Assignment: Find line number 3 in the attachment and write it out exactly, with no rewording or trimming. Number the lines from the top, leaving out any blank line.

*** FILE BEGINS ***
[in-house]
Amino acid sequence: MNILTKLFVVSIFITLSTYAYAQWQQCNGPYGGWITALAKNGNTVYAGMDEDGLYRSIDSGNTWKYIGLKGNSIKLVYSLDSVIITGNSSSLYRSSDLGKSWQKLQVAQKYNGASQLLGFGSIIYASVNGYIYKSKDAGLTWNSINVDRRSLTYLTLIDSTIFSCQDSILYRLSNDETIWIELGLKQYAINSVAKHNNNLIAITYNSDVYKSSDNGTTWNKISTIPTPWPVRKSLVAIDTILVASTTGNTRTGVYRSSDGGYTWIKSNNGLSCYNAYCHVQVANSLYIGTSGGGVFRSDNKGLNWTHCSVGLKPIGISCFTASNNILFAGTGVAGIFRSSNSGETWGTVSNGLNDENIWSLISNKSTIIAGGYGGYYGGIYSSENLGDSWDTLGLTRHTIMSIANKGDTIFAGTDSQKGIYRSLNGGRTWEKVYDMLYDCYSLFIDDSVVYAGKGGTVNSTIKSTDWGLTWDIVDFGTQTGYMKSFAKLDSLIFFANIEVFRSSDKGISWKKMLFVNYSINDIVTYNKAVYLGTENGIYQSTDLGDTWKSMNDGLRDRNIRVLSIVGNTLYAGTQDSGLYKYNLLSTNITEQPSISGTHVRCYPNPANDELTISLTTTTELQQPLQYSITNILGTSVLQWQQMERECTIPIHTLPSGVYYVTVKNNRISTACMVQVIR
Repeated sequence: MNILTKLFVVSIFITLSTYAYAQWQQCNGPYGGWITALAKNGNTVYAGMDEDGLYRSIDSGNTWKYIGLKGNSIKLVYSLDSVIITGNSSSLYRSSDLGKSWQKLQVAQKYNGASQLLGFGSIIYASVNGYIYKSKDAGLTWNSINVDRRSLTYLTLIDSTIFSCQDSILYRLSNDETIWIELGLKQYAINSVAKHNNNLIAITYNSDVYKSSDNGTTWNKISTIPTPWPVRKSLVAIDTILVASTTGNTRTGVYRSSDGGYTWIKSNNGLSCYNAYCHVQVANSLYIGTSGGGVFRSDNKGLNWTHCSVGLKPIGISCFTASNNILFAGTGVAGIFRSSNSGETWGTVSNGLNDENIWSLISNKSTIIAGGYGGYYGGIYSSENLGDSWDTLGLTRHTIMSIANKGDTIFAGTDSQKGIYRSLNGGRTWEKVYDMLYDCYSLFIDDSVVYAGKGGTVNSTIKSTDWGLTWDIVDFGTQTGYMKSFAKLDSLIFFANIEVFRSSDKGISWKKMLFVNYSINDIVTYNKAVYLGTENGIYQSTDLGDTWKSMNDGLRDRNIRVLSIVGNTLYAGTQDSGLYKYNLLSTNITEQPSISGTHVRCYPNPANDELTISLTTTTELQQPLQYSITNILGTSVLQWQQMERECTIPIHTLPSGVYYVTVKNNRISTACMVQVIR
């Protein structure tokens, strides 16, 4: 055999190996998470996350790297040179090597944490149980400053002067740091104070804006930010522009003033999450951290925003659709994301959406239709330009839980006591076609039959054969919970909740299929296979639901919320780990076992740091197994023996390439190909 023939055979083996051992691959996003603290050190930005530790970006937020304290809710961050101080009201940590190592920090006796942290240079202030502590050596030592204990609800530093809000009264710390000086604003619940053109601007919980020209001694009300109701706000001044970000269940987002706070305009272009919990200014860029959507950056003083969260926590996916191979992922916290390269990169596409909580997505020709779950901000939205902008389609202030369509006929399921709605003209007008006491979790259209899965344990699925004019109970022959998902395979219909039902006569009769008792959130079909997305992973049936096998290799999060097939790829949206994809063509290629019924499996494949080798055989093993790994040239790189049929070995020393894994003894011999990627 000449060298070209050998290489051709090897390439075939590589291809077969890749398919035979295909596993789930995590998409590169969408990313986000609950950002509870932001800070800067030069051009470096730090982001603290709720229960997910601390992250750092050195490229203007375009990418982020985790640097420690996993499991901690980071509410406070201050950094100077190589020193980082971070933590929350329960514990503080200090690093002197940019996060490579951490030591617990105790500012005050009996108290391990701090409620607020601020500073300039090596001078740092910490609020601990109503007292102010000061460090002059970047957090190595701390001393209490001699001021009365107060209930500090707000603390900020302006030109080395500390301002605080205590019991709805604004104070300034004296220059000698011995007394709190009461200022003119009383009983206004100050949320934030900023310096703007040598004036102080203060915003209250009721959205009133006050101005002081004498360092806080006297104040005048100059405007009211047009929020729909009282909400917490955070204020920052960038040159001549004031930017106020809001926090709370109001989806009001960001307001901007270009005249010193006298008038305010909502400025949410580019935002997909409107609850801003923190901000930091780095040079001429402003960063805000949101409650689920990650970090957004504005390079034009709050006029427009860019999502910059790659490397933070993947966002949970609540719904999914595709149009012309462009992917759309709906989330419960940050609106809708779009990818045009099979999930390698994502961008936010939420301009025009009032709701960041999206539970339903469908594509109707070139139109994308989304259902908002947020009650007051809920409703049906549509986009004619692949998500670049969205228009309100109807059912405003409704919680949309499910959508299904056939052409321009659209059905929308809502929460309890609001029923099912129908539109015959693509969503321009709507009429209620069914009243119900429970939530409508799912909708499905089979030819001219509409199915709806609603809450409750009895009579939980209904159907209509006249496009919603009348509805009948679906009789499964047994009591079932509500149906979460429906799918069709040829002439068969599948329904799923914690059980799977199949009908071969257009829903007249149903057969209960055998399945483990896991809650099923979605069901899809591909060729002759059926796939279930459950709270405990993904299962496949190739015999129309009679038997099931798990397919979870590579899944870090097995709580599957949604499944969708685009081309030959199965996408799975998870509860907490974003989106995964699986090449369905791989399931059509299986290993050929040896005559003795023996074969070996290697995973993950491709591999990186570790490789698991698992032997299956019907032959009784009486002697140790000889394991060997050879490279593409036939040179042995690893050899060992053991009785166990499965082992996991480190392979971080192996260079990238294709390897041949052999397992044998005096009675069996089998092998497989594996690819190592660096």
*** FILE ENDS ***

Repeated sequence: MNILTKLFVVSIFITLSTYAYAQWQQCNGPYGGWITALAKNGNTVYAGMDEDGLYRSIDSGNTWKYIGLKGNSIKLVYSLDSVIITGNSSSLYRSSDLGKSWQKLQVAQKYNGASQLLGFGSIIYASVNGYIYKSKDAGLTWNSINVDRRSLTYLTLIDSTIFSCQDSILYRLSNDETIWIELGLKQYAINSVAKHNNNLIAITYNSDVYKSSDNGTTWNKISTIPTPWPVRKSLVAIDTILVASTTGNTRTGVYRSSDGGYTWIKSNNGLSCYNAYCHVQVANSLYIGTSGGGVFRSDNKGLNWTHCSVGLKPIGISCFTASNNILFAGTGVAGIFRSSNSGETWGTVSNGLNDENIWSLISNKSTIIAGGYGGYYGGIYSSENLGDSWDTLGLTRHTIMSIANKGDTIFAGTDSQKGIYRSLNGGRTWEKVYDMLYDCYSLFIDDSVVYAGKGGTVNSTIKSTDWGLTWDIVDFGTQTGYMKSFAKLDSLIFFANIEVFRSSDKGISWKKMLFVNYSINDIVTYNKAVYLGTENGIYQSTDLGDTWKSMNDGLRDRNIRVLSIVGNTLYAGTQDSGLYKYNLLSTNITEQPSISGTHVRCYPNPANDELTISLTTTTELQQPLQYSITNILGTSVLQWQQMERECTIPIHTLPSGVYYVTVKNNRISTACMVQVIR